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Dementia Awareness Week

This week is Dementia Awareness Week and the theme this year is ‘Unite against dementia’. It is often said, ‘when a diagnosis of dementia is given, it is given to the whole family’ and therefore, uniting to support carers and families of a person with dementia must remain a top priority.

It is estimated that dementia costs the UK economy £26 billion and this figure is set to rise. Informal care provided, unpaid, by family and friends to people with dementia has been valued at £11.6 billion – 44% of this cost (Alzheimer’s Research UK). Carers may spend many hours looking after relatives and friends with dementia. A carer recently said to me, “There are three eight hour shifts in a day, you know, and we cover them all”. It’s important that carers have access to breaks on a regular basis, whether this is from a care agency providing care to the person with dementia while the carer takes some time for themselves; or engaging the person with dementia in activities and groups where the carer knows they will be safe and stimulated.

Dementia is a complex, unpredictable, long term condition and carers may find themselves caring for many years. Carers of people with dementia who are over retirement age – a time when they should be able to relax and try new things – can find themselves working harder than ever.

“I am 89 now, I am supposed to be retired. I want to care for my wife but this is the hardest job I have ever done”

When speaking to a carer recently after a stressful event, they explained that carers tend to expect the unexpected. While caring can build resilience in carers, it’s important for us to remember that they are not invincible. In a recent Carers Trust survey, over 80% of carers aged 60 or over said they had at least one health condition themselves, with 83% directly attributing this health condition to their caring role.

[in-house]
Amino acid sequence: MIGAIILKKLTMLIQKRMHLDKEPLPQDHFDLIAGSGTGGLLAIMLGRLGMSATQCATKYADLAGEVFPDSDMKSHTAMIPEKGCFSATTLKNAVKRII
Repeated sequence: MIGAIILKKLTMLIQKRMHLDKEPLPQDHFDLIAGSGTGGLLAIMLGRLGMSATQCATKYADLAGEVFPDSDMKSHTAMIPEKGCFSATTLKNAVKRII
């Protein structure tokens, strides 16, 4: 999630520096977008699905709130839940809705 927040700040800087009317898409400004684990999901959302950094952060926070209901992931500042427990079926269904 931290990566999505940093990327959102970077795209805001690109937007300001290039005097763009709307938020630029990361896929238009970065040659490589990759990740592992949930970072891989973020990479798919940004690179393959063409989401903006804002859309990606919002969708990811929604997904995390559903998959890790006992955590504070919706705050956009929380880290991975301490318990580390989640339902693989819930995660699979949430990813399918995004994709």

It is clear that carers are vital to our society and our economy. They give up their time, social life, work and financial security to look after others. In return, we must ensure they get a better deal when it comes to their own health.

Carers Trust have been campaigning for local authorities to add a question to the free NHS Health Check which will enable carers to be identified earlier in their caring journey and offer them appropriate support. If you are in contact with your local Health & Wellbeing Board, ask them to consider this as an option, or raise it with your local Healthwatch.

Carers are renowned for not putting themselves first, but they must; and we must unite behind them and do more to make this possible. It is not selfish for carers to look after themselves, it is vital. After all, who is going to care if the carer no longer can?

If you are a carer, why not contact your local carers’ service to see what support is available for you? You can find your local service here. You could look at our Carers Road Map, a guide which provides advice and information along your caring journey. You could also download our ‘Time to think about you’ prompt card and put it somewhere visible as a daily reminder to think about you.


Blog by Louise Marks, Dementia Policy and Development Officer, Carers Trust

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May 14, 2017 Posted by | Dementia, Health, NHS, Older carers | 2 Comments